PLP Senator David Burt and Opposition OBA Senator Michael Fahy. <em>*File photos</em>
PLP Senator David Burt and Opposition OBA Senator Michael Fahy. *File photos

WEDNESDAY, MAR. 21: Some 2,830 jobs have been lost since the recession bit in 2008, Senate was told today.

Government Senator David Burt said 951 of the lost posts had been held by Bermudians and their spouses, while 1883 had been held by non-Bermudians — a seven per cent decline in jobs.

Sen Burt said the Opposition OBA had blamed 2001’s work permit term limits for a decline in jobs in the international business sector.

But he said the last recession to hit the island — between 1988-93 — had cost a total of 2,993 jobs, with 1,427 of them held by Bermudians or their spouses and 1,566 by non-Bermudians — equal to an 8.2 per cent contraction — when there were no term limits on permits.

Sen Burt said: “The decline in employment is not related to term limits – it is because of the recession.”

He added: “The OBA have a political objective and that is to attempt to convince the people of Bermuda that the global financial crisis and the pain that Bermuda is feeling as a result is because of term limits and therefore the PLP is solely to blame.

“They ignore the fact that the Bermuda economy continued to create jobs and expand for seven years after the policy came into effect.

“It would seem clear that term limits didn’t cause this recession, just like term limits didn’t cause the last recession in Bermuda.”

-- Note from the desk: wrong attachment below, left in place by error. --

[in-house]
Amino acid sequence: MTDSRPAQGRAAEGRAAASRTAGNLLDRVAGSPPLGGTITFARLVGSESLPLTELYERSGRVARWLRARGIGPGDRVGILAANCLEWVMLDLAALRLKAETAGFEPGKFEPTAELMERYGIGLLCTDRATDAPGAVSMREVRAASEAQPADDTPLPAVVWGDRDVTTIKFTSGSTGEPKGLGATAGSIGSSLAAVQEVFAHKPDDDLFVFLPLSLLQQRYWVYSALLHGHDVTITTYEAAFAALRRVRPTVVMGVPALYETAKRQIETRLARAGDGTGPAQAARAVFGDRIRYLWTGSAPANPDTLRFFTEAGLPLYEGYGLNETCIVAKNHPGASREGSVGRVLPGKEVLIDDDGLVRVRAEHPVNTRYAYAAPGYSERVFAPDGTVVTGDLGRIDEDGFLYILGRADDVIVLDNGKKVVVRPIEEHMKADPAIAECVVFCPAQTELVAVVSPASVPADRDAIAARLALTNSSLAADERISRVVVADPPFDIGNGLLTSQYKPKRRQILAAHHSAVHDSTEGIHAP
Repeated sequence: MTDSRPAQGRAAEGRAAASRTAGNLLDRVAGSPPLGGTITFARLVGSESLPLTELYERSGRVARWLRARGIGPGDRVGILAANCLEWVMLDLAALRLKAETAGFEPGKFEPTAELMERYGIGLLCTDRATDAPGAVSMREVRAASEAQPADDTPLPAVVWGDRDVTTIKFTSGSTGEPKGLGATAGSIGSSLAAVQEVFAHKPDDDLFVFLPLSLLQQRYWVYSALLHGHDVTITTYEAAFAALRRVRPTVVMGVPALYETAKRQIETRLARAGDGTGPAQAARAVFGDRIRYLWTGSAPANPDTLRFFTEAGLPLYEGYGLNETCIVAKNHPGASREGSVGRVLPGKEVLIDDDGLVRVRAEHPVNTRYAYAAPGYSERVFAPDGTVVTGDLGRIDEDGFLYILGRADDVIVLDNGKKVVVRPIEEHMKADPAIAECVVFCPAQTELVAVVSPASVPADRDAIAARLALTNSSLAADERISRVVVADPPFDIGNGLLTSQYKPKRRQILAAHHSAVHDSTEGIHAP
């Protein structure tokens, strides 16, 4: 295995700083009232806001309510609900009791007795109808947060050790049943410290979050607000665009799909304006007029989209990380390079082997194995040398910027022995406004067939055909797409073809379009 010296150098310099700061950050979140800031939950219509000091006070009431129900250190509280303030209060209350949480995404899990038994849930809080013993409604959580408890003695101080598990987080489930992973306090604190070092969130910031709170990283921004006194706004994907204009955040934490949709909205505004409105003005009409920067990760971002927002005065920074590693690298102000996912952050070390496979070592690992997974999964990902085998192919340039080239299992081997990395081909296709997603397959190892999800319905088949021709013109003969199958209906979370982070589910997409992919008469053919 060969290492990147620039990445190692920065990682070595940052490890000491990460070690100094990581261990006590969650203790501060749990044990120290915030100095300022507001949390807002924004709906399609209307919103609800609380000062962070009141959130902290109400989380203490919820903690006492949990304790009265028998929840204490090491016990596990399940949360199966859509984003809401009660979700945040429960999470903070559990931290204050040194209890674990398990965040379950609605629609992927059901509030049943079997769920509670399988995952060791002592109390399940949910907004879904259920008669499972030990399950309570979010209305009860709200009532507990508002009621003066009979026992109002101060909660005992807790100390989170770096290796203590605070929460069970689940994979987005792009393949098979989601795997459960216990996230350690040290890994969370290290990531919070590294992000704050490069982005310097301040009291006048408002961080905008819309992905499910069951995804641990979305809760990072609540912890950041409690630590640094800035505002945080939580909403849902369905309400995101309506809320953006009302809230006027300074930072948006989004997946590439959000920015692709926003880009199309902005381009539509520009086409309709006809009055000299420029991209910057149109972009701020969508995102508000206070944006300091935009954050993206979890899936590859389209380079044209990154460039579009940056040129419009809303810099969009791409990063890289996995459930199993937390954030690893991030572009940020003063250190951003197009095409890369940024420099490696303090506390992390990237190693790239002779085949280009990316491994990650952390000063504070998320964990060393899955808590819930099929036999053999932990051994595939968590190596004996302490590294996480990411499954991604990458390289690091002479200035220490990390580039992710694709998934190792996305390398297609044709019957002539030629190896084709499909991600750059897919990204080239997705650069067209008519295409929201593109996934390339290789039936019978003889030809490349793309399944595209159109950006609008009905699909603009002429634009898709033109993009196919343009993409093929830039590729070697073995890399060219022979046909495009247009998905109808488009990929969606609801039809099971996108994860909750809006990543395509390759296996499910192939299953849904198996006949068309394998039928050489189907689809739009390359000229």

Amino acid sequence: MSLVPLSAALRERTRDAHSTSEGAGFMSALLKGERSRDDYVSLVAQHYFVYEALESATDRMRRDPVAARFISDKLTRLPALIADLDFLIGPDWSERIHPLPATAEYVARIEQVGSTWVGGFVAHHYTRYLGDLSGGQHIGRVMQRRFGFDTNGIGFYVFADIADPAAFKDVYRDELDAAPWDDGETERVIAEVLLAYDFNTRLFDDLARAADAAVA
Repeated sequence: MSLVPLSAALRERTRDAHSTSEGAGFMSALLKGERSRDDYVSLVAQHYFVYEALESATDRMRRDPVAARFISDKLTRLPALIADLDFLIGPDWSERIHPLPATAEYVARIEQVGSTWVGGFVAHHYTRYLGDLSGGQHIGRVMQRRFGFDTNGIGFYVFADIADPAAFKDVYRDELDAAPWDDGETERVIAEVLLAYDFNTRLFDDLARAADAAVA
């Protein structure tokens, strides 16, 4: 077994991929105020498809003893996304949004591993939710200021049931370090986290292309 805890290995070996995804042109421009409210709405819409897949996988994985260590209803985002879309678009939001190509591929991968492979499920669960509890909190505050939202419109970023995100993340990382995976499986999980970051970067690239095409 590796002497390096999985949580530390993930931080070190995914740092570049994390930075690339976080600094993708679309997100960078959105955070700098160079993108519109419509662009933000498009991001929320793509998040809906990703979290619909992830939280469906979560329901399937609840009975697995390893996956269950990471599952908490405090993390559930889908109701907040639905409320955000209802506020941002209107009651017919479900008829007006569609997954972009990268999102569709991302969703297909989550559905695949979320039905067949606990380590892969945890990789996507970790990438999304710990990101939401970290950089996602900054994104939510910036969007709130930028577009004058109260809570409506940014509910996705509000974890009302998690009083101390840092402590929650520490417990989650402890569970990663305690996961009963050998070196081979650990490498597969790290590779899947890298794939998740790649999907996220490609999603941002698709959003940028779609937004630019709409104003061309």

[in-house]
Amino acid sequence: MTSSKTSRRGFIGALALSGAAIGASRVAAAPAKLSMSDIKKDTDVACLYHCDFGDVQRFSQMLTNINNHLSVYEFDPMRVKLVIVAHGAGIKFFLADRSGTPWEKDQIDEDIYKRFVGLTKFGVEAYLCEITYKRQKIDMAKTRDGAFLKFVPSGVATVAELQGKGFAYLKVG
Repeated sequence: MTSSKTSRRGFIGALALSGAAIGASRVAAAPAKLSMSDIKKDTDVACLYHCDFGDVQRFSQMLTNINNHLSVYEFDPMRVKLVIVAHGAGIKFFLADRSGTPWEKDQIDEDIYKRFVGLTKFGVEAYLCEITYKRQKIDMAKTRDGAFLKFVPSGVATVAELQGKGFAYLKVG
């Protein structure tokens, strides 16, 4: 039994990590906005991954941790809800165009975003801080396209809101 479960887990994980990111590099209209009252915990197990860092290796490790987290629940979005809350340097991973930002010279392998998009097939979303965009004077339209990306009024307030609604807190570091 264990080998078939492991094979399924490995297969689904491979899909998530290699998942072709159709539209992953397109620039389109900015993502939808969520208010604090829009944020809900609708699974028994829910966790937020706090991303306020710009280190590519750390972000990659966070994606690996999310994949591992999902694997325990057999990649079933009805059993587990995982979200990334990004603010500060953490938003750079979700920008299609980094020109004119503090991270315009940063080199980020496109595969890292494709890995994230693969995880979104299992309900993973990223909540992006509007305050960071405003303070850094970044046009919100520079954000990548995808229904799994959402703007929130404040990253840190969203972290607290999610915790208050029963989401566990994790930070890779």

Sen Burt was responding to suggestions by Shadow Finance Minister Bob Richards that term limits were “Bermudian job killers”.

Sen Burt said that during the economic slowdown in the late ‘80s and early ‘90s, Bermudians and their spouses accounted for nearly half the job losses, while Bermudians had filled 34 per cent of the posts lost since the current financial crisis blew up.

Sen Burt added: “It would seem that in this current recession, Bermudians are more insulated from job losses under term limits than not.”

He said: “I believe that this Government has got it mostly right when it comes to immigration policy. I, however, will admit that in some areas we can do better.

“We must process work permits more quickly and this Government will continue to reduce the red tape so that business can thrive and flourish.

“There is always room for improvement and this Government has proved that it listens and acts in the best interest of Bermuda and Bermudians.”

Sen Burt added that Bermuda’s Gross Domestic Product (GDP) had grown by 84 per cent since the PLP won power in 1998 and that — despite the financial crisis — the number of jobs had grown by nearly 2,060 (5.8 per cent) over the same period.

Opposition Senator Michael Fahy, however, said that as many as 6,000 people had “probably left our shores” in recent times, while there was likely to be anything between one and four thousand people “unemployed or under-employed” on the island.

He added that international business might be reluctant to spell out their reasons for pulling out of Bermuda — although they were less reticent in private.

And he said that Government had had to bail out restaurants with tax breaks because the island had lost a significant number of people with high disposable income who had also created opportunities for Bermudians.

Sen Fahy added: “Look around town — it’s depressing. Go to St George’s, it’s awful.”

Sen Fahy said that rental apartments and homes which Bermudians used to help pay their mortgages were now standing empty.

He added:  “It’s important to grow international business to create jobs for Bermudians.”

Sen Fahy said: “We have never said that the economic crisis has been caused by term limits — we have said it has made things worse.

“… If you increase the opportunities, you will increase the number of people coming to Bermuda.”